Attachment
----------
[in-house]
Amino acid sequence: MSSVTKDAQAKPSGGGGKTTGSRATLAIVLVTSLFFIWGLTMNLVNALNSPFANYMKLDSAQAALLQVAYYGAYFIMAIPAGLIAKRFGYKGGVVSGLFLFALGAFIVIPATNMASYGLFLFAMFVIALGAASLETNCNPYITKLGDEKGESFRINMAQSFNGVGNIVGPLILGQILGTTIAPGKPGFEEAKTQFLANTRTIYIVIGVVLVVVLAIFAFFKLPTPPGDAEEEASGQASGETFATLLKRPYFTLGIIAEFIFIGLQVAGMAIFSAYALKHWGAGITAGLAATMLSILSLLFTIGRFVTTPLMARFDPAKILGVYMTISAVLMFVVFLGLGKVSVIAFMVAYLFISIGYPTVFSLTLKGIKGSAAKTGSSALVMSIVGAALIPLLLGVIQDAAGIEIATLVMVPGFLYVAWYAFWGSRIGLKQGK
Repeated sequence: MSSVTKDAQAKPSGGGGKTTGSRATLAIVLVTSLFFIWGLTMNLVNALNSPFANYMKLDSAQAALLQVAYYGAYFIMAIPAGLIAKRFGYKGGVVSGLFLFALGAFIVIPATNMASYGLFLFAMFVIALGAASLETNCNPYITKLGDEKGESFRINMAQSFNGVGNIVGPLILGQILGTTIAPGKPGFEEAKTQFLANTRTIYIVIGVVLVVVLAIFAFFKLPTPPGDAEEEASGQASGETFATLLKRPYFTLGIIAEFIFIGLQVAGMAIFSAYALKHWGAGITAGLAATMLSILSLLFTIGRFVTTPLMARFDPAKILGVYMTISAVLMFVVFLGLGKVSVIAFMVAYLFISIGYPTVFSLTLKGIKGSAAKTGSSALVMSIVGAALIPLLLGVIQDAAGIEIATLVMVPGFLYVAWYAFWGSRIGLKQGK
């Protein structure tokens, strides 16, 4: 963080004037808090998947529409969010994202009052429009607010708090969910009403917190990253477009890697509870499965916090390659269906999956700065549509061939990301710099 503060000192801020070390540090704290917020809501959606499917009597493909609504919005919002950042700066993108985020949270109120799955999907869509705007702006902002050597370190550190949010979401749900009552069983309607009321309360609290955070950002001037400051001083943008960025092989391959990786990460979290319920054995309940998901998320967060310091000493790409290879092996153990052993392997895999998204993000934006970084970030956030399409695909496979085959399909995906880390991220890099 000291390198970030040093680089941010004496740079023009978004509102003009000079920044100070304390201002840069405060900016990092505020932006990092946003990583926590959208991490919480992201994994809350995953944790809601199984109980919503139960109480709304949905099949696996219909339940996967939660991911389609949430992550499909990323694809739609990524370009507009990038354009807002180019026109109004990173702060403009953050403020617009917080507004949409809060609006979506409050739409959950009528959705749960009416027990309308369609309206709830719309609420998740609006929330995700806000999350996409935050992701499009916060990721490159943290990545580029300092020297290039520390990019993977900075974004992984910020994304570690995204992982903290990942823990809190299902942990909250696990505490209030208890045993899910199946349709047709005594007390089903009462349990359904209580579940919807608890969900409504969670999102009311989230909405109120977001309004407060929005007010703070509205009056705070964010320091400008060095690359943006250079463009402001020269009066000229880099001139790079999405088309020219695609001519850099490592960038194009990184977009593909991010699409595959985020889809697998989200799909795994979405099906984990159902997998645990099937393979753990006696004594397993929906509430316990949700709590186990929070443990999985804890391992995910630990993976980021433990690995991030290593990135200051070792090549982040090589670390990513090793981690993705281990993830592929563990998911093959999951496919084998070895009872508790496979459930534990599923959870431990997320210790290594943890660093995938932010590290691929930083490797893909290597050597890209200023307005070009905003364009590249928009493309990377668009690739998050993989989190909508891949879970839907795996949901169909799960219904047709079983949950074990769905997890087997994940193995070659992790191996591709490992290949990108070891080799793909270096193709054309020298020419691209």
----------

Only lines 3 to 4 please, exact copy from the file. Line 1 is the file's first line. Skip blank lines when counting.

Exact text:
Repeated sequence: MSSVTKDAQAKPSGGGGKTTGSRATLAIVLVTSLFFIWGLTMNLVNALNSPFANYMKLDSAQAALLQVAYYGAYFIMAIPAGLIAKRFGYKGGVVSGLFLFALGAFIVIPATNMASYGLFLFAMFVIALGAASLETNCNPYITKLGDEKGESFRINMAQSFNGVGNIVGPLILGQILGTTIAPGKPGFEEAKTQFLANTRTIYIVIGVVLVVVLAIFAFFKLPTPPGDAEEEASGQASGETFATLLKRPYFTLGIIAEFIFIGLQVAGMAIFSAYALKHWGAGITAGLAATMLSILSLLFTIGRFVTTPLMARFDPAKILGVYMTISAVLMFVVFLGLGKVSVIAFMVAYLFISIGYPTVFSLTLKGIKGSAAKTGSSALVMSIVGAALIPLLLGVIQDAAGIEIATLVMVPGFLYVAWYAFWGSRIGLKQGK
């Protein structure tokens, strides 16, 4: 963080004037808090998947529409969010994202009052429009607010708090969910009403917190990253477009890697509870499965916090390659269906999956700065549509061939990301710099 503060000192801020070390540090704290917020809501959606499917009597493909609504919005919002950042700066993108985020949270109120799955999907869509705007702006902002050597370190550190949010979401749900009552069983309607009321309360609290955070950002001037400051001083943008960025092989391959990786990460979290319920054995309940998901998320967060310091000493790409290879092996153990052993392997895999998204993000934006970084970030956030399409695909496979085959399909995906880390991220890099 000291390198970030040093680089941010004496740079023009978004509102003009000079920044100070304390201002840069405060900016990092505020932006990092946003990583926590959208991490919480992201994994809350995953944790809601199984109980919503139960109480709304949905099949696996219909339940996967939660991911389609949430992550499909990323694809739609990524370009507009990038354009807002180019026109109004990173702060403009953050403020617009917080507004949409809060609006979506409050739409959950009528959705749960009416027990309308369609309206709830719309609420998740609006929330995700806000999350996409935050992701499009916060990721490159943290990545580029300092020297290039520390990019993977900075974004992984910020994304570690995204992982903290990942823990809190299902942990909250696990505490209030208890045993899910199946349709047709005594007390089903009462349990359904209580579940919807608890969900409504969670999102009311989230909405109120977001309004407060929005007010703070509205009056705070964010320091400008060095690359943006250079463009402001020269009066000229880099001139790079999405088309020219695609001519850099490592960038194009990184977009593909991010699409595959985020889809697998989200799909795994979405099906984990159902997998645990099937393979753990006696004594397993929906509430316990949700709590186990929070443990999985804890391992995910630990993976980021433990690995991030290593990135200051070792090549982040090589670390990513090793981690993705281990993830592929563990998911093959999951496919084998070895009872508790496979459930534990599923959870431990997320210790290594943890660093995938932010590290691929930083490797893909290597050597890209200023307005070009905003364009590249928009493309990377668009690739998050993989989190909508891949879970839907795996949901169909799960219904047709079983949950074990769905997890087997994940193995070659992790191996591709490992290949990108070891080799793909270096193709054309020298020419691209």